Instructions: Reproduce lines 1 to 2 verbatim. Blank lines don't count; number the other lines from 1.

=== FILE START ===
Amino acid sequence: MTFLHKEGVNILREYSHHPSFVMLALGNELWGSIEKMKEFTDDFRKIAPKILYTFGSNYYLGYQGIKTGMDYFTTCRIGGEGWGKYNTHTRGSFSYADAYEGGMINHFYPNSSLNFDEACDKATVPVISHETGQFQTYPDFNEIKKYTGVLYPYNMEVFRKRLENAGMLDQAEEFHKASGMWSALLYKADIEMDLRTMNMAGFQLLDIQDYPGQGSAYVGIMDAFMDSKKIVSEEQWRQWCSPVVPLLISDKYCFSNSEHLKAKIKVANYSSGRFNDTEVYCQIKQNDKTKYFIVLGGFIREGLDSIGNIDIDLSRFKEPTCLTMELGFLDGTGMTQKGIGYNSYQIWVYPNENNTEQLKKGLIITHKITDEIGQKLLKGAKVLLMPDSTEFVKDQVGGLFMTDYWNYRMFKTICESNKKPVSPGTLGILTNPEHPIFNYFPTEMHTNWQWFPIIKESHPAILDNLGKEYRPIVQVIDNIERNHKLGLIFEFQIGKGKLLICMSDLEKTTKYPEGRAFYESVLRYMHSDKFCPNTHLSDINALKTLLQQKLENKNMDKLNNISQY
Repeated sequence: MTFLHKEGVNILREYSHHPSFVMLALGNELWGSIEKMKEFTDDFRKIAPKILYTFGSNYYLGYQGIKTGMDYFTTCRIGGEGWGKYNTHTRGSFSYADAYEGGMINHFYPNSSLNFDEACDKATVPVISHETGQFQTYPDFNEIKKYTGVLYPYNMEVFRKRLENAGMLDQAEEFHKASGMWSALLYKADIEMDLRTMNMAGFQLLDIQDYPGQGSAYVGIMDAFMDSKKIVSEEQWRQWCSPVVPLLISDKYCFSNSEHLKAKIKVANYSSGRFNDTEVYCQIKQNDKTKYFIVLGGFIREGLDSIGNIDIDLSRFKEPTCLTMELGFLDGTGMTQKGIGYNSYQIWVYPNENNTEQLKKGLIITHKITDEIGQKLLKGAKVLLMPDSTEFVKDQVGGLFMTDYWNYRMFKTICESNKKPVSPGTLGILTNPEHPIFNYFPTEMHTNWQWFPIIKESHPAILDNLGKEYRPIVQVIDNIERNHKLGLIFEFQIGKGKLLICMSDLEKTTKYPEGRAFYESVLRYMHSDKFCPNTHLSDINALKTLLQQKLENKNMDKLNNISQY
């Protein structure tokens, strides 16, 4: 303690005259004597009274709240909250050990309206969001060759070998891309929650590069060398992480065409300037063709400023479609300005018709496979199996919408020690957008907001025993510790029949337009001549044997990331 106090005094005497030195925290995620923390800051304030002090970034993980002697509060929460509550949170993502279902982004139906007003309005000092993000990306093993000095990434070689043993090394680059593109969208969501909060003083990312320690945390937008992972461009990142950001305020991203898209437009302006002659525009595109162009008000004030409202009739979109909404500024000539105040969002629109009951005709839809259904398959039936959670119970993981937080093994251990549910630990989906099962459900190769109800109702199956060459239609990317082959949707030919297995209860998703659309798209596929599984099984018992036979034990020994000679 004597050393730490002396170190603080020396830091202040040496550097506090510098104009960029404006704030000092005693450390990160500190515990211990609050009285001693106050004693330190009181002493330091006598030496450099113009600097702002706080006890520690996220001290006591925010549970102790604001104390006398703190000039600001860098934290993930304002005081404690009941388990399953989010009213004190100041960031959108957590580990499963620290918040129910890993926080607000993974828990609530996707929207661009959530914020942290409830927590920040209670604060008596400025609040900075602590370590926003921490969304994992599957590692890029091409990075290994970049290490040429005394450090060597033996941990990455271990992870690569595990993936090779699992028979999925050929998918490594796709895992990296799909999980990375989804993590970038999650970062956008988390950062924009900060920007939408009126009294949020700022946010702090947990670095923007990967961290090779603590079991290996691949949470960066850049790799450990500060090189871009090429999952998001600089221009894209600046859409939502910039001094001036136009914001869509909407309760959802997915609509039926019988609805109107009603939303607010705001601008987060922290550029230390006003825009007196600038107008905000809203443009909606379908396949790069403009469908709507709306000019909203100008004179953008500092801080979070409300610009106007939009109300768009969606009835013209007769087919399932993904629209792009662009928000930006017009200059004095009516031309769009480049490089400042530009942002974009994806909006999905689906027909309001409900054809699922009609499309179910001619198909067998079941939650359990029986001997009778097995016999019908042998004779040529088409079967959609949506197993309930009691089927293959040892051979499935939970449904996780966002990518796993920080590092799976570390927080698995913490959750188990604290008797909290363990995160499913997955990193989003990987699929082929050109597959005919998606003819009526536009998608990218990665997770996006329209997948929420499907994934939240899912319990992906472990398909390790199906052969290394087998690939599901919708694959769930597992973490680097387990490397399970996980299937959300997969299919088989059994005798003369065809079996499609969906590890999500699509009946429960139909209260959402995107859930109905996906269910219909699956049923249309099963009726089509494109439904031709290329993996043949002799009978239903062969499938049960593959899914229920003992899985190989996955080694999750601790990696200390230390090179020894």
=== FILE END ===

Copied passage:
Amino acid sequence: MTFLHKEGVNILREYSHHPSFVMLALGNELWGSIEKMKEFTDDFRKIAPKILYTFGSNYYLGYQGIKTGMDYFTTCRIGGEGWGKYNTHTRGSFSYADAYEGGMINHFYPNSSLNFDEACDKATVPVISHETGQFQTYPDFNEIKKYTGVLYPYNMEVFRKRLENAGMLDQAEEFHKASGMWSALLYKADIEMDLRTMNMAGFQLLDIQDYPGQGSAYVGIMDAFMDSKKIVSEEQWRQWCSPVVPLLISDKYCFSNSEHLKAKIKVANYSSGRFNDTEVYCQIKQNDKTKYFIVLGGFIREGLDSIGNIDIDLSRFKEPTCLTMELGFLDGTGMTQKGIGYNSYQIWVYPNENNTEQLKKGLIITHKITDEIGQKLLKGAKVLLMPDSTEFVKDQVGGLFMTDYWNYRMFKTICESNKKPVSPGTLGILTNPEHPIFNYFPTEMHTNWQWFPIIKESHPAILDNLGKEYRPIVQVIDNIERNHKLGLIFEFQIGKGKLLICMSDLEKTTKYPEGRAFYESVLRYMHSDKFCPNTHLSDINALKTLLQQKLENKNMDKLNNISQY
Repeated sequence: MTFLHKEGVNILREYSHHPSFVMLALGNELWGSIEKMKEFTDDFRKIAPKILYTFGSNYYLGYQGIKTGMDYFTTCRIGGEGWGKYNTHTRGSFSYADAYEGGMINHFYPNSSLNFDEACDKATVPVISHETGQFQTYPDFNEIKKYTGVLYPYNMEVFRKRLENAGMLDQAEEFHKASGMWSALLYKADIEMDLRTMNMAGFQLLDIQDYPGQGSAYVGIMDAFMDSKKIVSEEQWRQWCSPVVPLLISDKYCFSNSEHLKAKIKVANYSSGRFNDTEVYCQIKQNDKTKYFIVLGGFIREGLDSIGNIDIDLSRFKEPTCLTMELGFLDGTGMTQKGIGYNSYQIWVYPNENNTEQLKKGLIITHKITDEIGQKLLKGAKVLLMPDSTEFVKDQVGGLFMTDYWNYRMFKTICESNKKPVSPGTLGILTNPEHPIFNYFPTEMHTNWQWFPIIKESHPAILDNLGKEYRPIVQVIDNIERNHKLGLIFEFQIGKGKLLICMSDLEKTTKYPEGRAFYESVLRYMHSDKFCPNTHLSDINALKTLLQQKLENKNMDKLNNISQY